Genetic Tests Provide Official Documentation of Wolves in Moffat County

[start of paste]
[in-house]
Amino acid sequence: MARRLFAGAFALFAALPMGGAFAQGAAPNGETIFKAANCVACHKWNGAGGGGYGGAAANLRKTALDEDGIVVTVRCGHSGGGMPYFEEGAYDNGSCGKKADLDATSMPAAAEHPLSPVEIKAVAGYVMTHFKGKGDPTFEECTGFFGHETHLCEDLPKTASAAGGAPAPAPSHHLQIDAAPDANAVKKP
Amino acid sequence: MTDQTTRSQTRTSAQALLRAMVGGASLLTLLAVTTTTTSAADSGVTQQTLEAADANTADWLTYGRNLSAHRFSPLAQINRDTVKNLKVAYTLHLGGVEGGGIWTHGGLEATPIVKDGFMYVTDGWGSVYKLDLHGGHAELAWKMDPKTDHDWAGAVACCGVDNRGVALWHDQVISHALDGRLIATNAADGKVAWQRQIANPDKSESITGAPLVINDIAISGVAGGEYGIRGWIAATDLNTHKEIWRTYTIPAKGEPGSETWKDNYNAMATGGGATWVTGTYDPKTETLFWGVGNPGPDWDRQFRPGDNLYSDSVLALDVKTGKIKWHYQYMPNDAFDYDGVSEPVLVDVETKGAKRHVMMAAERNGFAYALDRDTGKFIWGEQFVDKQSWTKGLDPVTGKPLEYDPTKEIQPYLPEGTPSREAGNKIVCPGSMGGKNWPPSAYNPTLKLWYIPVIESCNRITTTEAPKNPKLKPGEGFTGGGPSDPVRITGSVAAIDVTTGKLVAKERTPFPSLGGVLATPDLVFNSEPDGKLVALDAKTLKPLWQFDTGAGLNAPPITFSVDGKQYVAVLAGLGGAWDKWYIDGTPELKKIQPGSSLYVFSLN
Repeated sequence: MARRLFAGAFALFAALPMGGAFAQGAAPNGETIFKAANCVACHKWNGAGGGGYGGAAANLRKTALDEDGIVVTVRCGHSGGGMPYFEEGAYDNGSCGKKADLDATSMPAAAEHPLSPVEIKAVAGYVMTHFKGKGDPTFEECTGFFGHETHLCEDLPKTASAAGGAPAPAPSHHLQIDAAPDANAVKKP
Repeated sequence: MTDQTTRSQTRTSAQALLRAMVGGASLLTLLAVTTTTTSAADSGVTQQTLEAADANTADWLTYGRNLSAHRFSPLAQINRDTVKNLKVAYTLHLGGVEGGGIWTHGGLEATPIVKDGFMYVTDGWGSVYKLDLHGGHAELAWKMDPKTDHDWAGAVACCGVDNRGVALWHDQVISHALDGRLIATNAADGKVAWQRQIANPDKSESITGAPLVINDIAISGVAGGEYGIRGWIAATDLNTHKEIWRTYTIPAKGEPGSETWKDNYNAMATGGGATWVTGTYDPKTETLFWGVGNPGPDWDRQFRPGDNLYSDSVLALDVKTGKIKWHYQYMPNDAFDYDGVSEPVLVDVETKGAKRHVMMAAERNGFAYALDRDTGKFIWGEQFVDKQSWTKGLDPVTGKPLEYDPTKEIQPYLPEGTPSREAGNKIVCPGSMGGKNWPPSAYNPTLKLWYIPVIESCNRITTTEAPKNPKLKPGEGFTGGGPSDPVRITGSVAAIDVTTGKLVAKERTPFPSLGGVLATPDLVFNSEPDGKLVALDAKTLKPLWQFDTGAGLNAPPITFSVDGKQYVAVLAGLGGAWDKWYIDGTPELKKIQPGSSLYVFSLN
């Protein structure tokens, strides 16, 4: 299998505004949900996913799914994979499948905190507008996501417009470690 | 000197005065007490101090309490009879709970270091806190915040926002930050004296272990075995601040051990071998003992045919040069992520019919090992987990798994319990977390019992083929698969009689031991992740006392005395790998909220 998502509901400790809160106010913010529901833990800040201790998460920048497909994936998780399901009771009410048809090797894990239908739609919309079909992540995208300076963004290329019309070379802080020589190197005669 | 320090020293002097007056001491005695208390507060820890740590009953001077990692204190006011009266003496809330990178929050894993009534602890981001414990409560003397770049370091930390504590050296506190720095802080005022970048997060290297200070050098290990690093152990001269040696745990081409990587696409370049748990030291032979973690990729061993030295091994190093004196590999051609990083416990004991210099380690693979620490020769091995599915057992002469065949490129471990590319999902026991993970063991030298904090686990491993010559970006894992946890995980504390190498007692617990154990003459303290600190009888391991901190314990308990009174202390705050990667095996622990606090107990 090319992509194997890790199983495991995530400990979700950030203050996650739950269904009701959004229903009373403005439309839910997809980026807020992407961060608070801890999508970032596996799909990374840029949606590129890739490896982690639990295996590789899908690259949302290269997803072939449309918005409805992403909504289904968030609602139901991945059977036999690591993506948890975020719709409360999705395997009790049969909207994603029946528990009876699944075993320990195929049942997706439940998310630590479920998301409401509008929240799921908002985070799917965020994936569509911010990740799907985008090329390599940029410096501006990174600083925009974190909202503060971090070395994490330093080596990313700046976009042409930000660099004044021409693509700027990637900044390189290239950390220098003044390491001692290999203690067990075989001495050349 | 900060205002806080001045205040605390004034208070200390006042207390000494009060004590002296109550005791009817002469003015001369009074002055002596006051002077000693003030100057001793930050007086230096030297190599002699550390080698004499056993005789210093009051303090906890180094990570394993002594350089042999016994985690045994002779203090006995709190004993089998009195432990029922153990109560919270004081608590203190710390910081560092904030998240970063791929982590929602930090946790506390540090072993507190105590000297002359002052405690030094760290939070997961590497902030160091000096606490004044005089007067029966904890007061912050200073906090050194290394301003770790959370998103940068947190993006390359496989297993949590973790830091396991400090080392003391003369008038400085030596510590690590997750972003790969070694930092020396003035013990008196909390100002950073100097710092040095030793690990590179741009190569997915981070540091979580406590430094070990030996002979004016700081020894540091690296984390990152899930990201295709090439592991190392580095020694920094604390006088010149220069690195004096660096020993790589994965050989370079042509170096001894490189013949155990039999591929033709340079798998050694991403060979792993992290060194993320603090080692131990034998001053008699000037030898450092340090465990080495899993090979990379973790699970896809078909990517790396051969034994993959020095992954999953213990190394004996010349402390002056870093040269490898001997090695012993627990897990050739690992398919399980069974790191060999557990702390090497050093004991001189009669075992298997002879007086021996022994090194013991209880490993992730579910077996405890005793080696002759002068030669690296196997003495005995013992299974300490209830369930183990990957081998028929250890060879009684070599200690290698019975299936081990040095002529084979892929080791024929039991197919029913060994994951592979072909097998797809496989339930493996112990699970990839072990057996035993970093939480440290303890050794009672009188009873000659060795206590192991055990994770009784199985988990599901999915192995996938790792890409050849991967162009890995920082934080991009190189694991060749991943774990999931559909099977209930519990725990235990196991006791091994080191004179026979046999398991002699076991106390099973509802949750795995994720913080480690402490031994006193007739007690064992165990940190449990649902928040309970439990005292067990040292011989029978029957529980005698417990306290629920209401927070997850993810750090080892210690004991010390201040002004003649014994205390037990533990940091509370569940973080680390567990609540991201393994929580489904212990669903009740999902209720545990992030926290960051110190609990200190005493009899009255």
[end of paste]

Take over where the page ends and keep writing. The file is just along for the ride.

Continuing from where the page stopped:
The presence of wolves in Moffat County has been a hot topic with some doubting if what was spotted was actually wolves. Biologists with Colorado Parks and Wildlife have now provided the proof of their original announcement. They shared on Thursday that genetic tests have confirmed that four scat samples collected near a scavenged elk carcass in Moffat County came from wolves. The test provides the first official documentation of a pack of wolves in Colorado since the 1940s. The DNA indicated that three of the wolves are female and one is male. The test also determined that all four are likely siblings. “The DNA doesn’t tell us the age,” shares CPW Species Conservation Program Manager Eric Odell. “We don’t know where or when they were born. We can’t say. But that they are closely related wolves is a pretty significant finding...Although previous reports had mentioned sightings of up to six wolves, this doesn’t do anything to alter that estimate. Just because we only collected four scat samples doesn’t mean there were only four animals.”  US Fish and Wildlife reminds all that killing a wolf can result in federal charges, including a $100,000 dollar fine and a year in prison, per offense. The public is urged, however, to contact Colorado Parks & Wildlife immediately and fill out a report if they see, hear or find any evidence of wolf activity in Colorado. 


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